The player runs the board, seeded with a starting configuration, through a sequence of turns. On each turn, empty spaces with exactly three neighbors experience a birth, and receive a new counter by the next turn. Counters with fewer than two or more than three neighboring counters experience death, and are removed by the next turn. Neighboring spaces are those adjacent either orthogonally or diagonally, thus each space has eight neighbors. And that is all there is to Life.

Okay, that is far from all there is to Life. Those are the rules, but cellular automation is an excellent vehicle for illustrating the principle of emergent complexity. Simple patterns with small numbers of counters can explode, over many calculations, and create huge tableaus filling thousands of cells.

Life's rules are simple, but their consequences have, to this day, yet to be fully explored. (For more information on Life, a good place to start is the Wikipedia page. Also of note are the installments of Martin Gardner's Mathematical Games column in Scientific American, that first publicized the game to the general public. To play around with it yourself, I heartily suggest looking into the open source CA simulator Golly, available for most current platforms.)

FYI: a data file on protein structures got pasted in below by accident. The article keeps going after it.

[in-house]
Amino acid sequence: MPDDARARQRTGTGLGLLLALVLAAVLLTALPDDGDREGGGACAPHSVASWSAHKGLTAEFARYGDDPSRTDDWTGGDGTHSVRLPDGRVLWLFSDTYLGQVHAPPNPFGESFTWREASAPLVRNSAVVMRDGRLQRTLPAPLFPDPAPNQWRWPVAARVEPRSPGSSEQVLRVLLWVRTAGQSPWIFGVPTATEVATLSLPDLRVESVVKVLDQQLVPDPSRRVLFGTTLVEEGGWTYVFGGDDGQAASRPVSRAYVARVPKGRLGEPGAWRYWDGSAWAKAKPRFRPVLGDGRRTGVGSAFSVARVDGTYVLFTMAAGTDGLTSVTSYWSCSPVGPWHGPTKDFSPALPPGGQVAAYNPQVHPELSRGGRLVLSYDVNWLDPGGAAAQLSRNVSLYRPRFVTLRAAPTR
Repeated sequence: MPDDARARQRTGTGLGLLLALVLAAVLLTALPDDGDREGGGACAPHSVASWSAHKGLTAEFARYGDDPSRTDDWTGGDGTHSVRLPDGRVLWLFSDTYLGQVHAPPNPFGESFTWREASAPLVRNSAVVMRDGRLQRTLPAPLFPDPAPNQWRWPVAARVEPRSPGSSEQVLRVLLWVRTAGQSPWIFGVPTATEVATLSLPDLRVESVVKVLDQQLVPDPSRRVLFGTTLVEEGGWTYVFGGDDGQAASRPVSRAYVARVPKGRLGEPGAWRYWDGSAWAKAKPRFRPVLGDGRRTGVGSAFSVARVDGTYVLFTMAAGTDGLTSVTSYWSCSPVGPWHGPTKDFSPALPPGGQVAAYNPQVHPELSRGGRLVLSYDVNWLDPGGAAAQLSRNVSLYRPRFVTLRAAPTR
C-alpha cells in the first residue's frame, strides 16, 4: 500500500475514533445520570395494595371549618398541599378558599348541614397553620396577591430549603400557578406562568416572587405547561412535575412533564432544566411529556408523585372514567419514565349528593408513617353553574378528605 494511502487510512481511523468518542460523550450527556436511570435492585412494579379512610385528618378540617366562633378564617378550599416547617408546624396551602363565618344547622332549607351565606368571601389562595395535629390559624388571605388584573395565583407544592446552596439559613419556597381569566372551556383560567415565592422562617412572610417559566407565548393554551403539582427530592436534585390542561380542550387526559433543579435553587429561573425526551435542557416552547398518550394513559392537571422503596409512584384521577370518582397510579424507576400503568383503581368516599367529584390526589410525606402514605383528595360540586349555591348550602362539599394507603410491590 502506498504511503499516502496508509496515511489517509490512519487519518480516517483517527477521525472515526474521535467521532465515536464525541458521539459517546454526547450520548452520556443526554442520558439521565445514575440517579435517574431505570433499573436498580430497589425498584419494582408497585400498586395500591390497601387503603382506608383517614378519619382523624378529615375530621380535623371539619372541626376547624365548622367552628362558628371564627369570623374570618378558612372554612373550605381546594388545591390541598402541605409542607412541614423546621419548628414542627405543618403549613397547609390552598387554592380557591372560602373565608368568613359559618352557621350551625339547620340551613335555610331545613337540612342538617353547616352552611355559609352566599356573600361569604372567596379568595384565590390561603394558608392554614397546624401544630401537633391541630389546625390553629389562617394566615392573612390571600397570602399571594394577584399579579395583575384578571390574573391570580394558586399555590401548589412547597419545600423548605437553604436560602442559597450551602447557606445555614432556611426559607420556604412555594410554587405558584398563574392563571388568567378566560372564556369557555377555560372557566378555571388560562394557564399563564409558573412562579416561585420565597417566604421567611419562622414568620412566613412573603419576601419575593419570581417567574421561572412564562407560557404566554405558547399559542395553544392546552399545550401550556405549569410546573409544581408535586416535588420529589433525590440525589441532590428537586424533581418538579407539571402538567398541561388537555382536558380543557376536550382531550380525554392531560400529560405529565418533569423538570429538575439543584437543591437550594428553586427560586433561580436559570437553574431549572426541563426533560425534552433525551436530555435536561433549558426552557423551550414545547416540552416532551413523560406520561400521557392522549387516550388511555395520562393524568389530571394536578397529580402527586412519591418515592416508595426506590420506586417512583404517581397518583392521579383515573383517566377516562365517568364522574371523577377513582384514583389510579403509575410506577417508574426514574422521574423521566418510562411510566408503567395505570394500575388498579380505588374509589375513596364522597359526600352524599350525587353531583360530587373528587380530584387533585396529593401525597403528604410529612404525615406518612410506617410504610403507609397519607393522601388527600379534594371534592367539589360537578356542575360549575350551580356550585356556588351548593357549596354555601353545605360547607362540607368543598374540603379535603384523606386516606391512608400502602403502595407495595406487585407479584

While Life can be played without a computer, all the recent discoveries in Life behavior have depended on computer Life simulators. Some of the earliest entertainment software programs written were Life sims.

Not all cellular automation is as deep as Conway's Life. In fact you'd be hard-pressed to come up with a better behavioral-richness to calculation-time ratio. But we don't need elegance of Life's caliber, or anywhere close to it, in order to make good use of cellular automation.

For a game developer, what is useful about cellular automation?

  • It is great at creating dynamically-changing systems. Flowing liquid is a particularly excellent example. Simulating the spread of lifeforms across a world is another. The spread of fires across a field of fuel is also well suited to CA-driven simulation; both Dwarf Fortress and Minecraft implement interesting (and dangerous) fire spreading behavior.